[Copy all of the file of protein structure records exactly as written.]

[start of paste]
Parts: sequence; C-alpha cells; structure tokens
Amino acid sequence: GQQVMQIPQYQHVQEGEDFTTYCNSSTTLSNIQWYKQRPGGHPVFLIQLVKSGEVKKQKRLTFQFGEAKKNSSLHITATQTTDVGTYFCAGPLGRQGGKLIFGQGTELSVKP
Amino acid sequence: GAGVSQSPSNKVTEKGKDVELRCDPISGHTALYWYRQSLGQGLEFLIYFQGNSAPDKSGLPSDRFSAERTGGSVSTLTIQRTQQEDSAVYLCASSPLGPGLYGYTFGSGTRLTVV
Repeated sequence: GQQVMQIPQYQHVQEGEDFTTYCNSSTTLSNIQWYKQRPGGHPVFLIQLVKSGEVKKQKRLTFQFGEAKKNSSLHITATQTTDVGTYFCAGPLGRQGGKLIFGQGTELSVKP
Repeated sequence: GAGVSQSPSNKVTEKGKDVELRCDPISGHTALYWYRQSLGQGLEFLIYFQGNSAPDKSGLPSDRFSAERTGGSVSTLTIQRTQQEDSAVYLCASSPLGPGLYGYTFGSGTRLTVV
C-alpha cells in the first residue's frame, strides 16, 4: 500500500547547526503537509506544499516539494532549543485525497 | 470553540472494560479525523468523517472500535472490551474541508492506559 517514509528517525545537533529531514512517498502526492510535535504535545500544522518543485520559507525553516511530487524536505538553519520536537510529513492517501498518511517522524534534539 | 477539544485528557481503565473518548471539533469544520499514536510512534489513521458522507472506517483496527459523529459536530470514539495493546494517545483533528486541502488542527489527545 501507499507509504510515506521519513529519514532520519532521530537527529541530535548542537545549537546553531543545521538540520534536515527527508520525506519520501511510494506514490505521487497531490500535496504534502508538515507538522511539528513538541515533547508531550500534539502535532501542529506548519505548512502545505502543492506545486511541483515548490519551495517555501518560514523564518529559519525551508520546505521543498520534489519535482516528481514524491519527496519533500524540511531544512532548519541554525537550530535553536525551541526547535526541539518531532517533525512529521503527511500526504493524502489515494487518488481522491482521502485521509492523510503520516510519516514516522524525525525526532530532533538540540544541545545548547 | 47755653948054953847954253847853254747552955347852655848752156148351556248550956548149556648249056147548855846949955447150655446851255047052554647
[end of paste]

Parts: sequence; C-alpha cells; structure tokens
Amino acid sequence: GQQVMQIPQYQHVQEGEDFTTYCNSSTTLSNIQWYKQRPGGHPVFLIQLVKSGEVKKQKRLTFQFGEAKKNSSLHITATQTTDVGTYFCAGPLGRQGGKLIFGQGTELSVKP
Amino acid sequence: GAGVSQSPSNKVTEKGKDVELRCDPISGHTALYWYRQSLGQGLEFLIYFQGNSAPDKSGLPSDRFSAERTGGSVSTLTIQRTQQEDSAVYLCASSPLGPGLYGYTFGSGTRLTVV
Repeated sequence: GQQVMQIPQYQHVQEGEDFTTYCNSSTTLSNIQWYKQRPGGHPVFLIQLVKSGEVKKQKRLTFQFGEAKKNSSLHITATQTTDVGTYFCAGPLGRQGGKLIFGQGTELSVKP
Repeated sequence: GAGVSQSPSNKVTEKGKDVELRCDPISGHTALYWYRQSLGQGLEFLIYFQGNSAPDKSGLPSDRFSAERTGGSVSTLTIQRTQQEDSAVYLCASSPLGPGLYGYTFGSGTRLTVV
C-alpha cells in the first residue's frame, strides 16, 4: 500500500547547526503537509506544499516539494532549543485525497 | 470553540472494560479525523468523517472500535472490551474541508492506559 517514509528517525545537533529531514512517498502526492510535535504535545500544522518543485520559507525553516511530487524536505538553519520536537510529513492517501498518511517522524534534539 | 477539544485528557481503565473518548471539533469544520499514536510512534489513521458522507472506517483496527459523529459536530470514539495493546494517545483533528486541502488542527489527545 501507499507509504510515506521519513529519514532520519532521530537527529541530535548542537545549537546553531543545521538540520534536515527527508520525506519520501511510494506514490505521487497531490500535496504534502508538515507538522511539528513538541515533547508531550500534539502535532501542529506548519505548512502545505502543492506545486511541483515548490519551495517555501518560514523564518529559519525551508520546505521543498520534489519535482516528481514524491519527496519533500524540511531544512532548519541554525537550530535553536525551541526547535526541539518531532517533525512529521503527511500526504493524502489515494487518488481522491482521502485521509492523510503520516510519516514516522524525525525526532530532533538540540544541545545548547 | 47755653948054953847954253847853254747552955347852655848752156148351556248550956548149556648249056147548855846949955447150655446851255047052554647